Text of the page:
The rollout of Book the Cook to Singapore’s Newark-Singapore nonstop — the world’s longest regularly schedule airline flight — extends one of the airline’s signature offerings to one of its highest-profile routes. Singapore had already offers the option from numerous markets, including its other U.S. destinations of Houston Bush Intercontinental, Los Angeles, New York JFK and San Francisco. The option is not yet available on Singapore’s recently launched departures from Seattle.

Photo by Zach Honig/The Points Guy.

The high-end Book the Cook service is not only a way to cater to discerning travelers, but also a chance for Singapore to give customers more sway in choosing their flight options.

“It’s as important as booking the seat, whether you want a window or aisle,” Wong said. One thing that’s not going away is the carrier’s popular lobster thermidor menu choice. Some media reports had suggested Singapore Airlines was considering removing the dish, but Wong says that’s not the case.

While the carrier has been in the process of adding healthier options, the elimination of that menu item is not in the cards.

“There was no intention at all to take the lobster thermidor off the menu because that’s really one of our most popular dishes.”

Related: Singapore Showdown: Lobster Thermidor (First Class) vs. Seafood Thermidor (Biz)

Featured photo by Zach Honig/The Points Guy.

Chase Sapphire Preferred® Card

WELCOME OFFER: 80,000 Points


CARD HIGHLIGHTS: 3X points on dining and 2x points on travel, points transferrable to over a dozen travel partners

*Bonus value is an estimated value calculated by TPG and not the card issuer. View our latest valuations here.

Apply Now
More Things to Know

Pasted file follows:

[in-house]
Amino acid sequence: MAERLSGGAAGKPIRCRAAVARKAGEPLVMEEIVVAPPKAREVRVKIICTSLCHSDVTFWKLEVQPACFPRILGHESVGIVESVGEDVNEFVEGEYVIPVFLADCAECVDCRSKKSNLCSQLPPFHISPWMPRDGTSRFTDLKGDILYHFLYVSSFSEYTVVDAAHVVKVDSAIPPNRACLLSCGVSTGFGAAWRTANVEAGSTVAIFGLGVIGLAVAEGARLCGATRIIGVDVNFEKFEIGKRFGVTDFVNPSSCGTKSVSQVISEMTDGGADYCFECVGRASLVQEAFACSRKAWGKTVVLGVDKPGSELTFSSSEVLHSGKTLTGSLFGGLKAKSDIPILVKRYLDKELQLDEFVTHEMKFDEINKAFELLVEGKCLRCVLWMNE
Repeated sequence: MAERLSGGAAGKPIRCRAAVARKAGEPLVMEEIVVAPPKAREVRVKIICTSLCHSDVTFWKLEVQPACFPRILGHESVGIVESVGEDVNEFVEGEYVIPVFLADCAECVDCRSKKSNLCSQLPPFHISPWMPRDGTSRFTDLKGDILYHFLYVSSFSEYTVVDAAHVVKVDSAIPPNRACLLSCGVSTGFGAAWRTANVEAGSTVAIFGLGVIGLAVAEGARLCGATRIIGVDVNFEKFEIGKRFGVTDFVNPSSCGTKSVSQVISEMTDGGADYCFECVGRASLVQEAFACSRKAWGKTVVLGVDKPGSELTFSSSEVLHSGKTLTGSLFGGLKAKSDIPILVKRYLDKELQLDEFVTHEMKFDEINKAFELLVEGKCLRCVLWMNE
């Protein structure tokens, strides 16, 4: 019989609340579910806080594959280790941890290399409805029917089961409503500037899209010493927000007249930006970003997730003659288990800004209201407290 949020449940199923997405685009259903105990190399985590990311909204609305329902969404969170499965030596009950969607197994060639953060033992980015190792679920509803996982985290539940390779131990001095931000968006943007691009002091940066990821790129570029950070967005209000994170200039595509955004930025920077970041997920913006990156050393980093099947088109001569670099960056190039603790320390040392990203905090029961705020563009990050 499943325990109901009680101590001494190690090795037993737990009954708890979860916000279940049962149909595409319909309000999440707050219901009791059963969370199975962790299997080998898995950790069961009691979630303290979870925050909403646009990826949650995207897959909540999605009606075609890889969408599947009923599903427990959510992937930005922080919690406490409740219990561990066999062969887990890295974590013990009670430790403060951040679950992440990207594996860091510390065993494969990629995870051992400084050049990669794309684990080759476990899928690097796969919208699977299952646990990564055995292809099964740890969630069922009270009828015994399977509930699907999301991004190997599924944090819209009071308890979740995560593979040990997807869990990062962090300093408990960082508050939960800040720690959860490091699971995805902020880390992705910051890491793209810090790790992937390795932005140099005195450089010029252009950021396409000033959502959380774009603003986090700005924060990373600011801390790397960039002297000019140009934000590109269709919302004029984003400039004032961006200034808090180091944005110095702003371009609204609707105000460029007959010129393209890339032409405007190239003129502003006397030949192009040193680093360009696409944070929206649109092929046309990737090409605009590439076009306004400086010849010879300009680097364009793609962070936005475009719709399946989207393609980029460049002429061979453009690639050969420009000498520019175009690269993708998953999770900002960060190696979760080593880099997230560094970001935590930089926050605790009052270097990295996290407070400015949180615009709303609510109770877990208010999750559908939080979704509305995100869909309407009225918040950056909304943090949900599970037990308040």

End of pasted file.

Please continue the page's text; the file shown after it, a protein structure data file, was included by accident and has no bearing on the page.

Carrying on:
• Earn 80,000 bonus points after you spend $4,000 on purchases in the first 3 months from account opening. That's $1,000 when you redeem through Chase Ultimate Rewards®.
  • Enjoy benefits such as a $50 annual Ultimate Rewards Hotel Credit, 5x on travel purchased through Chase Ultimate Rewards®, 3x on dining and 2x on all other travel purchases, plus more.
  • Get 25% more value when you redeem for airfare, hotels, car rentals and cruises through Chase Ultimate Rewards®. For example, 80,000 points are worth $1,000 toward travel.
  • With Pay Yourself Back℠, your points are worth 25% more during the current offer when you redeem them for statement credits against existing purchases in select, rotating categories
  • Count on Trip Cancellation/Interruption Insurance, Auto Rental Collision Damage Waiver, Lost Luggage Insurance and more.
Regular APR
16.24% - 23.24% Variable
Annual Fee
Balance Transfer Fee
Either $5 or 5% of the amount of each transfer, whichever is greater.
Recommended Credit

Editorial Disclaimer: Opinions expressed here are the author’s alone, not those of any bank, credit card issuer, airlines or hotel chain, and have not been reviewed, approved or otherwise endorsed by any of these entities.

Disclaimer: The responses below are not provided or commissioned by the bank advertiser. Responses have not been reviewed, approved or otherwise endorsed by the bank advertiser. It is not the bank advertiser’s responsibility to ensure all posts and/or questions are answered.